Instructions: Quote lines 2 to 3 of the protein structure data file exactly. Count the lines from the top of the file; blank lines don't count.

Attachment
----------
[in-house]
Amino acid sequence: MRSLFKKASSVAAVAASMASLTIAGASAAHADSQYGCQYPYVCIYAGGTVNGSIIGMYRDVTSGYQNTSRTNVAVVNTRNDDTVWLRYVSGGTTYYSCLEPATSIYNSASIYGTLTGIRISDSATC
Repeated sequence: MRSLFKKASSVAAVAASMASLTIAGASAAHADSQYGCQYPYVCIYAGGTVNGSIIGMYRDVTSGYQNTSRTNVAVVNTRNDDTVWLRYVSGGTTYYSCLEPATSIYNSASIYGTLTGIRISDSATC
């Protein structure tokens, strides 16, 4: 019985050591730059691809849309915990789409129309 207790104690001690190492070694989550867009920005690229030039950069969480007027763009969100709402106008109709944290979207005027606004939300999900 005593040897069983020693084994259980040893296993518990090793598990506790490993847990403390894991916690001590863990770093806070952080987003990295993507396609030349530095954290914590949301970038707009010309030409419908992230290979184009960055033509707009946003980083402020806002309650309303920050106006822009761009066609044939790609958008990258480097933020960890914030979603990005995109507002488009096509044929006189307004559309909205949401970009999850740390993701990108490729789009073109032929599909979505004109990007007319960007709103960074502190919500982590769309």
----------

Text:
Amino acid sequence: MRSLFKKASSVAAVAASMASLTIAGASAAHADSQYGCQYPYVCIYAGGTVNGSIIGMYRDVTSGYQNTSRTNVAVVNTRNDDTVWLRYVSGGTTYYSCLEPATSIYNSASIYGTLTGIRISDSATC
Repeated sequence: MRSLFKKASSVAAVAASMASLTIAGASAAHADSQYGCQYPYVCIYAGGTVNGSIIGMYRDVTSGYQNTSRTNVAVVNTRNDDTVWLRYVSGGTTYYSCLEPATSIYNSASIYGTLTGIRISDSATC